Dictionary.net

Definitions of salon

  1. gallery where works of art can be displayed
  2. An apartment for the reception and exhibition of works of art; hence, an annual exhibition of paintings, sculptures, etc., held in Paris by the Society of French Artists; -- sometimes called the Old Salon. New Salon is a popular name for an annual exhibition of paintings, sculptures, etc., held in Paris at the Champs de Mars, by the Societe Nationale des Beaux- Arts ( National Society of Fine Arts), a body of artists who, in 1890, seceded from the Societe des Artistes Francais ( Society of French Artists).
  3. An apartment for the reception of company; hence, in the plural, fashionable parties; circles of fashionable society.
  4. A saloon or apartment for the reception of company; a fashionable assemblage; a fine art gallery; the paintings or sculpture exhibited there.
  5. Fashionable circles.
  6. A saloon.
Loading...

Usage examples for salon

  1. This room and the salon were on the ground- floor beneath the salon and bedroom of the Abbe Birotteau. – The Vicar of Tours by Honore de Balzac
  2. It would be the success of the Salon, my dear fellow, an overwhelming success, a genuine modern picture! – The Fat and the Thin by Emile Zola
  3. As you enter the large vestibule, the salon lies to your right; it contains four windows, two of which look into the yard, and two into the garden. – The Country Doctor by Honore de Balzac
  4. But the baron, not content with the space at his command, as soon as the weather permitted, had built a large dining- room and salon, separate from the house, and this supplied so much more space that the parents were given a good room on a lower floor. – Janice Meredith by Paul Leicester Ford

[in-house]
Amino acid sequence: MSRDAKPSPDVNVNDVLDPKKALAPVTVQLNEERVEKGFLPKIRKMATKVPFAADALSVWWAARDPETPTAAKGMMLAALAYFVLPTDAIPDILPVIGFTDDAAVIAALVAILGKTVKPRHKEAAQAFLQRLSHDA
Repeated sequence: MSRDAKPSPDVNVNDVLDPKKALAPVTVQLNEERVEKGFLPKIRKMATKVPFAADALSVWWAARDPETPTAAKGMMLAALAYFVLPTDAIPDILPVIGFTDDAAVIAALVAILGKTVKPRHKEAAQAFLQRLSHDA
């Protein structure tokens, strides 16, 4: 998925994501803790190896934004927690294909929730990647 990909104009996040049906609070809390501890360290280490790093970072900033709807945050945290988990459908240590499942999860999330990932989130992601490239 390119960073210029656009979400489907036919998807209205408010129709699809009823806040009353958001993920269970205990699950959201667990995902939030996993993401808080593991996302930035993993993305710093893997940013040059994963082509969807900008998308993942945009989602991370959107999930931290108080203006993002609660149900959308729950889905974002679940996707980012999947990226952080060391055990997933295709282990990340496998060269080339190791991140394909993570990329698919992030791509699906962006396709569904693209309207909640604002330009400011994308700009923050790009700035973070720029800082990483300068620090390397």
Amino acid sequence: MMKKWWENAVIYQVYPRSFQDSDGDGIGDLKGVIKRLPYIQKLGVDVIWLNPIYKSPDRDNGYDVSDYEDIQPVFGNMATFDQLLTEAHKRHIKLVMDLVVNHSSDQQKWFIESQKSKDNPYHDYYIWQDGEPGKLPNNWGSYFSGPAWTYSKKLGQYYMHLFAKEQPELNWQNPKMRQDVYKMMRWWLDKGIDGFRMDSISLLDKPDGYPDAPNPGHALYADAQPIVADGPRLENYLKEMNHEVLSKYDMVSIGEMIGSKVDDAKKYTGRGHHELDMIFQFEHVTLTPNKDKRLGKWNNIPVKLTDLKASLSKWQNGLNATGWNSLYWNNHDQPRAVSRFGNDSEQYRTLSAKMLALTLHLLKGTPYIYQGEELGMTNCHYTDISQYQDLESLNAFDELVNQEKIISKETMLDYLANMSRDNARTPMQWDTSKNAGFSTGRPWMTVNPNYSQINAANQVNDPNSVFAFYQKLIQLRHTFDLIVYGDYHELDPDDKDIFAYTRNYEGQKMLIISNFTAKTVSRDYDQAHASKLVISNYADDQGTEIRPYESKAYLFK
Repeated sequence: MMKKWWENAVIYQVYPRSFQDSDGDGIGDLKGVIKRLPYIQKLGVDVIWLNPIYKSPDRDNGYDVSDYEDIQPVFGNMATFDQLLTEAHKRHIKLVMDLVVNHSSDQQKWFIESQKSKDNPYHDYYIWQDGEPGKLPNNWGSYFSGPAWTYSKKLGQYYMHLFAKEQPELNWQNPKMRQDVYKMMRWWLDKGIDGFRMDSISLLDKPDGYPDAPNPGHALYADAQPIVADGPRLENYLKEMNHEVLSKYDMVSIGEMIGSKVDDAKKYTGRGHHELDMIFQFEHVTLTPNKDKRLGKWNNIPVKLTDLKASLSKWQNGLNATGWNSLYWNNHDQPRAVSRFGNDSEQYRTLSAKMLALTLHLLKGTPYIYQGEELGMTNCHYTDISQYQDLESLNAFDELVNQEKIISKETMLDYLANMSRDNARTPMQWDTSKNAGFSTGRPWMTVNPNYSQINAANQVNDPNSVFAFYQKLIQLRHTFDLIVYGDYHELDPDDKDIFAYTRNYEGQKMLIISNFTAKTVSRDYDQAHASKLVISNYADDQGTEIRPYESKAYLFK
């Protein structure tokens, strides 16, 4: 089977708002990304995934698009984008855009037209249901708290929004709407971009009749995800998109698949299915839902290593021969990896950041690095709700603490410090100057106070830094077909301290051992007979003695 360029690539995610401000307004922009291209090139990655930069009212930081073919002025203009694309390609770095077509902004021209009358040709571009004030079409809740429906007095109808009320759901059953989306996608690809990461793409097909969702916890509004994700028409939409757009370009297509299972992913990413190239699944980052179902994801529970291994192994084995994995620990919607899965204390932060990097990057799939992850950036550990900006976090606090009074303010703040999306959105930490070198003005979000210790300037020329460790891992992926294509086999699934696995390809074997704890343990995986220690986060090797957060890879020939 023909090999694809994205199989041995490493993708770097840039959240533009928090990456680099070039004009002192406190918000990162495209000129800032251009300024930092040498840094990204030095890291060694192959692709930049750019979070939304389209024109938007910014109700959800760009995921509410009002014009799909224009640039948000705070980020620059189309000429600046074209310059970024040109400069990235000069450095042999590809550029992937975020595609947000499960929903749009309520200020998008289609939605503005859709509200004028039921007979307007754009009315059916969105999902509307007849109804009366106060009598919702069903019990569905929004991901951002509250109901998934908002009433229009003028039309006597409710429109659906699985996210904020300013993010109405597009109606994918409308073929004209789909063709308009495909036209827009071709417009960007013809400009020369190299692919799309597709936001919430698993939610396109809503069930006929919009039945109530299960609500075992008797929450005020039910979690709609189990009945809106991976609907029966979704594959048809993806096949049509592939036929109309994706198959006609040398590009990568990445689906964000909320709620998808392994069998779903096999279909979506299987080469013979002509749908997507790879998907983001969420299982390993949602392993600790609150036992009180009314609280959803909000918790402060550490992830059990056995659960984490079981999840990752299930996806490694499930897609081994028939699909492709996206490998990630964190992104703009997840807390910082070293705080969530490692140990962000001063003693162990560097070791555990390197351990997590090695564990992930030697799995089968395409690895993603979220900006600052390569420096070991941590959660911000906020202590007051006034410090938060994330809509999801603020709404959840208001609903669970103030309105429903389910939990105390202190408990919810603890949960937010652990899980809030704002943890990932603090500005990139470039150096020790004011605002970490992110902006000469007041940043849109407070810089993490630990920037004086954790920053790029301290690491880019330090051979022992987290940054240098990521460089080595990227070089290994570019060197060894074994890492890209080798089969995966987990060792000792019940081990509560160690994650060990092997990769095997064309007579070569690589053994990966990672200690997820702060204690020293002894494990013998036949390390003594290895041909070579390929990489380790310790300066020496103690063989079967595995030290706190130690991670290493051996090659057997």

5. A few minutes afterward Miss Blake, whose nerves were no secret possession, hastened into the salon, and, in her usual imperious fashion, demanded instant silence. – Stories By English Authors: Germany by Various
  6. Marie's occasional " affairs" with other men, sometimes taking her away from the salon for a time, were taken by Terry in silence. – An Anarchist Woman by Hutchins Hapgood
  7. The salon, that eminently French institution, soon felt their power. – The Story of Paris by Thomas Okey
  8. Modeste came down into the salon dressed with royal simplicity. – Modeste Mignon by Honore de Balzac
  9. But none of the persons assembled on this occasion in Madame de Listomere's salon, except the old fox, had any real idea of the nature and importance of such a struggle. – The Vicar of Tours by Honore de Balzac
  10. Without a word they moved on together through the throng, the eyes of all following them, until they reached a quiet room at one end of the salon, where were only a few people watching the crowd pass the doorway. – The Weavers, Complete by Gilbert Parker Last Updated: March 14, 2009
  11. Really, I think we ought to hold a reception, a kind of salon, once a week, so as to keep acquainted with our neighbors. – The Master-Knot of Human Fate by Ellis Meredith
  12. With shrieks of triumph, they filled the salon that had known for generations only the graces and beauty of life; and clattered over the shining parquets that had been swept so long by the skirts of fair women. – The Red Cockade by Stanley J. Weyman
  13. So I left the salon. – Abbé Aubain and Mosaics by Prosper Mérimée
  14. " Still in the blue salon, ma'am, I think," he replied. – The Second Generation by David Graham Phillips
  15. When they entered the salon they found some thirty young knights and nobles gathered. – At Agincourt by G. A. Henty
  16. On New Year's Day, at the appointed time, I accordingly repaired to the Salon destined for the Corps Diplomatique. – The Letter-Bag of Lady Elizabeth Spencer-Stanhope v. I. by A. M. W. Stirling (compiler)
  17. I was at home every afternoon after five- had tea in my little blue salon, and always had two or three people to keep me company. – My First Years As A Frenchwoman, 1876-1879 by Mary King Waddington
  18. The wedding was to take place at Major Murray's hotel, in the salon of his suite, as he was not able to go through a ceremony in church. – The Brightener by C. N. Williamson A. M. Williamson
X